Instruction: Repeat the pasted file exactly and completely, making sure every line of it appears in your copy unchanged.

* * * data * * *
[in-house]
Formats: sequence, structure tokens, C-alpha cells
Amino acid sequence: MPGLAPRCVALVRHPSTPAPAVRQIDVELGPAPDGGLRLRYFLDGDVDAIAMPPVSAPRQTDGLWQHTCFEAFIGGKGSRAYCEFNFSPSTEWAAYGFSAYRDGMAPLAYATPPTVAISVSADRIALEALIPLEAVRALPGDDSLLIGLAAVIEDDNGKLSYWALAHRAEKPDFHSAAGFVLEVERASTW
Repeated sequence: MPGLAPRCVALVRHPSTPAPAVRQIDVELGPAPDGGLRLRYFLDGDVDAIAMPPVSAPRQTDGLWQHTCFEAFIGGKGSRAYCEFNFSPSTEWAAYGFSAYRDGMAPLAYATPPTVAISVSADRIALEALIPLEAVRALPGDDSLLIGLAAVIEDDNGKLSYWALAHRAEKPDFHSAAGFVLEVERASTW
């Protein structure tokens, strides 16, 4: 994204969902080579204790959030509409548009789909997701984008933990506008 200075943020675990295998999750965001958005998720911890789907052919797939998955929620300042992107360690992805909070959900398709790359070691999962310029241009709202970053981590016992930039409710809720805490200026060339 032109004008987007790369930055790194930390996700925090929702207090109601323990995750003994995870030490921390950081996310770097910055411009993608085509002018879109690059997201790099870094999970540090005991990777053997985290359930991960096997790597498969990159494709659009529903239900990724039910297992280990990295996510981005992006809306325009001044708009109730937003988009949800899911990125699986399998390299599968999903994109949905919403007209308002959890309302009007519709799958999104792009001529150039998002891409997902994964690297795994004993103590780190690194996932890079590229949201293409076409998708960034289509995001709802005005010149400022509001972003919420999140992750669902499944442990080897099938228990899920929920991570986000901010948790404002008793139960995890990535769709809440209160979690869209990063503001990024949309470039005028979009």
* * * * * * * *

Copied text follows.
[in-house]
Formats: sequence, structure tokens, C-alpha cells
Amino acid sequence: MPGLAPRCVALVRHPSTPAPAVRQIDVELGPAPDGGLRLRYFLDGDVDAIAMPPVSAPRQTDGLWQHTCFEAFIGGKGSRAYCEFNFSPSTEWAAYGFSAYRDGMAPLAYATPPTVAISVSADRIALEALIPLEAVRALPGDDSLLIGLAAVIEDDNGKLSYWALAHRAEKPDFHSAAGFVLEVERASTW
Repeated sequence: MPGLAPRCVALVRHPSTPAPAVRQIDVELGPAPDGGLRLRYFLDGDVDAIAMPPVSAPRQTDGLWQHTCFEAFIGGKGSRAYCEFNFSPSTEWAAYGFSAYRDGMAPLAYATPPTVAISVSADRIALEALIPLEAVRALPGDDSLLIGLAAVIEDDNGKLSYWALAHRAEKPDFHSAAGFVLEVERASTW
């Protein structure tokens, strides 16, 4: 994204969902080579204790959030509409548009789909997701984008933990506008 200075943020675990295998999750965001958005998720911890789907052919797939998955929620300042992107360690992805909070959900398709790359070691999962310029241009709202970053981590016992930039409710809720805490200026060339 032109004008987007790369930055790194930390996700925090929702207090109601323990995750003994995870030490921390950081996310770097910055411009993608085509002018879109690059997201790099870094999970540090005991990777053997985290359930991960096997790597498969990159494709659009529903239900990724039910297992280990990295996510981005992006809306325009001044708009109730937003988009949800899911990125699986399998390299599968999903994109949905919403007209308002959890309302009007519709799958999104792009001529150039998002891409997902994964690297795994004993103590780190690194996932890079590229949201293409076409998708960034289509995001709802005005010149400022509001972003919420999140992750669902499944442990080897099938228990899920929920991570986000901010948790404002008793139960995890990535769709809440209160979690869209990063503001990024949309470039005028979009």